English-language version of Luistxo Fernandez's blog
Ten years after Netscape's stock debut, great review of Internet's history, present and future at Wired: We are the Web by Kevin Kelly. Inspiring, truly, for those working around the net.
One remarkable thing. In the present stage of Internet, as Kelly depicts the 2005 scene, the most outstanding phenomenon in his eyes is blogging. But, then, he remarks several mapping and locative marvels of the web. That's encouraging, as we are so busy with Tagzania right now. Extracts from the article:
- Today, at any Net terminal, you can get: an amazing variety of music and video, an evolving encyclopedia, weather forecasts, help wanted ads, satellite images of anyplace on Earth, up-to-the-minute news from around the globe, tax forms, TV guides, road maps with driving directions, real-time stock quotes, telephone numbers, real estate listings with virtual walk-throughs, pictures of just about anything, sports scores, places to buy almost anything, records of political contributions, library catalogs, appliance manuals, live traffic reports, archives to major newspapers - all wrapped up in an interactive index that really works.
- This view is spookily godlike. You can switch your gaze of a spot in the world from map to satellite to 3-D just by clicking.
- Cartography has gone from spectator art to participatory democracy.
The Netscape stock debut 10 years ago seems to mark the beggining of the net as an economic fact. The newspaper Le Monde also devoted a special report this august to that fact. Bought it while vacationing around. The last quotation of the report, by a Yale professor, Yochai Benkler, specialized in the net economy: Le rÃ´le economique du comportament social devient plus important...
Tagzania has been accused several times, since its launch, by a troll that accuses our site to be plagiarism, a copy of another web effort: Beenmapped.
We have tried to answer some of those allegations, as the ones that appeared at Oogle Earth. But finally, it's been a relief the note that Beenmapped itself has published:
August 16th, 2005. Some comments have been surfacing on some Google Maps blogs on the net about BeenMapped and Tagzania. Those were not written by me nor I endorse or approve such comments.
Tagzania and BeenMapped are quite different as Tagzania authors also agree. If you enjoy BeenMapped or Tagzania, we're happy you do, but there's no need or reason to make accusations of plagiarism. Thank you.
It was obvious that troll behaviour was not in the style of a map & web enthusiast like the person behind Beenmapped. Looks like the troll lives much more near: its first appearance was in Barrapunto, the Spanish Slashdot, and has appeared in other Spanish sites. Then the troll seems the follow the track of Tagzania references that the creators of it leave through del.icio.us. For instance, he/she appeared at the nice Lifehack review that placed Tagzania among the top 10 of GoogleMaps developments.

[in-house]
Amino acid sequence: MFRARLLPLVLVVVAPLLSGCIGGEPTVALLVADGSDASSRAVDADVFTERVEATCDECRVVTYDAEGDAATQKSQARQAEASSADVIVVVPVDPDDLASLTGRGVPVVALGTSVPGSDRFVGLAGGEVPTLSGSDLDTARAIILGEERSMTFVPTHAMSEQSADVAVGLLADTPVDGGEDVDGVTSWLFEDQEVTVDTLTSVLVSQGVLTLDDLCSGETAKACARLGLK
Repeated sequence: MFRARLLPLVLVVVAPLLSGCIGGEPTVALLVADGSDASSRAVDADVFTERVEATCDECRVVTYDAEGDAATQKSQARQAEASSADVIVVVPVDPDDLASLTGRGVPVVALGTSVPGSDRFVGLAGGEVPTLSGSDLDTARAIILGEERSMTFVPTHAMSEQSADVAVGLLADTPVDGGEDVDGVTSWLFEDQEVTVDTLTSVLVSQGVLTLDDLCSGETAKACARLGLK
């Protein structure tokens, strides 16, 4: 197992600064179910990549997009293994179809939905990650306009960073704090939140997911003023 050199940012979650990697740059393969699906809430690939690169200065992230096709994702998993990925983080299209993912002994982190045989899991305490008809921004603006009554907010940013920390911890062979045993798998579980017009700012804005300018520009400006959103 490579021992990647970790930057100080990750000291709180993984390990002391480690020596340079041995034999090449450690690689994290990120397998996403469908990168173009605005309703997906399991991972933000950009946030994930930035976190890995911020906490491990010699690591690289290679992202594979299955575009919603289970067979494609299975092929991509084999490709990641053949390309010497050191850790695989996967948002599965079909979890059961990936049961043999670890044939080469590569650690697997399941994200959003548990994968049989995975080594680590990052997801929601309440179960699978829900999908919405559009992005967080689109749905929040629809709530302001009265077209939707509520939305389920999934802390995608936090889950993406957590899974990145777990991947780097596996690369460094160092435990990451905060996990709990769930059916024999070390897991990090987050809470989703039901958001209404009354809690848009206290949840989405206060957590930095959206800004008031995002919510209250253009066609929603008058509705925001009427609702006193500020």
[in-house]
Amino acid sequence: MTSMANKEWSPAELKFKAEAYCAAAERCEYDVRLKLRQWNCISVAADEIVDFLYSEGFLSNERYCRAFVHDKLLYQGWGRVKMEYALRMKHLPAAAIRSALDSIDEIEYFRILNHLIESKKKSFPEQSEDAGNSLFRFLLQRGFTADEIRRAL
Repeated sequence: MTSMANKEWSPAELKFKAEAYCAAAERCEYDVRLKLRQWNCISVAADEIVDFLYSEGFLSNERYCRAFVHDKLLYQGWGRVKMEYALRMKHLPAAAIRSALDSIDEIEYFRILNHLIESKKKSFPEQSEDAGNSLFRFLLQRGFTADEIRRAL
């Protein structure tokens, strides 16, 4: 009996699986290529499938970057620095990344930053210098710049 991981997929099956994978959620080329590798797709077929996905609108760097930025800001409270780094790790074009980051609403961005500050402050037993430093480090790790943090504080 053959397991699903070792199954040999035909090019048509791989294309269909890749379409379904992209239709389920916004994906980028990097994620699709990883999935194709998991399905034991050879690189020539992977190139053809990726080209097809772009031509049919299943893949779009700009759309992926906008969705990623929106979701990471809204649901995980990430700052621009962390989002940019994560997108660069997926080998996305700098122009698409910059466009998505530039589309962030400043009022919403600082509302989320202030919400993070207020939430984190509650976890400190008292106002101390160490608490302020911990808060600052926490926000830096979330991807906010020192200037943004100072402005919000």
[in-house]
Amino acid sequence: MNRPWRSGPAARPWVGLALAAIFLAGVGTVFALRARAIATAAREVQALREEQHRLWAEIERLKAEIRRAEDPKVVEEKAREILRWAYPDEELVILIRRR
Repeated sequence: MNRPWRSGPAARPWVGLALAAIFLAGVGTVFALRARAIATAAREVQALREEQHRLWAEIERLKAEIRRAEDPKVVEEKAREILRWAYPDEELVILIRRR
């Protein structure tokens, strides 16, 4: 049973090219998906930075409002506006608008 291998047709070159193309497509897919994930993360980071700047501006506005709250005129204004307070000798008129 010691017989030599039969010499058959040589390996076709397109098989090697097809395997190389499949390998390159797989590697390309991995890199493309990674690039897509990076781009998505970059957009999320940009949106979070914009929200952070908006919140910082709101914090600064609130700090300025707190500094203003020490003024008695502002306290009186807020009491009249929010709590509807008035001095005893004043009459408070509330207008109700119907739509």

A close watcher of us...
Now, the troll will have no alibi. Thanks to Beenmapped. Good luck to that project! It obviously has things in common with Tagzania, fundamentally the will to share maps, places, among people... Trolls don't do that, they are not for communities, not for sharing, only destroying.
There's a sensible category on the first page: TEMPORARY. Many of the things that we spot with Google Maps/Earth are obviously temporary: a plane flying here or there, for instance. On the long term, when imagery gets renewed, what will happen to those dozens of curious images being bookmarked now? they will be forgotten? Perhaps something like Google Maps Explorer may function as an Archive.org-like directory of marvelous things (images) past.
Open the geo-data! Free the maps! Totally right point in a brilliant manifesto (Ten Things That Will Be Free, a provocative essay by Wikipedia creator Jimbo Wales, now guestblogging at Lessig's blog, the creator of Creative Commonso...) As for open maps, doing our bit with Tagzania . The rest of the 10 points, all right.
Particularly interesting the TV listings item.
Also the need for free dictionaries. This one, I would complete it with another vindication: Free NLP! (Natural Language Processing), or in other words, Free grammar, syntax and morphology!, for these areas of language are also subject to propietary software, closed developments, and restricted access to resources and solutions. It's happening with Basque, and surely with many languages: not only lexical items (the stuff of dictionaries), languages need freedom in several ways.
On the many suggestions that the manifesto is getting, I would also encourage that Free Directory or Yellow Pages vindication, in the line of the Wikicompany project (also interesting by its use of maps, I see confluences with Tagzania there...)
Back on april, someone noticed two curious web developments: the first proliferation of Googlemaps mash-ups (then sort of hacked maps, before the API opened up legal and documented usage) with the Craigslist listings shown graphically, and the appearance of Memorymaps at Flickr: images that have annotated comments about places that have been important in someone's live. This seems to be a meme initiated by Matt Haughey, creator of Metafilter, and it has has followers at Flickr, check tags memorymap and memorymaps and these pools: one, two.
Curiosly, the application we launched 3 weeks ago, Tagzania, has been used for the very same functionality by the early adopters of the tool. So there are now live memorymaps (as opposed to the still images at Flickr) directly constructed over Google Maps using Tagzania accounts.
I wonder if the first memorymappers of Tagzania came to this idea after the Flickr meme, or it blossomed independently.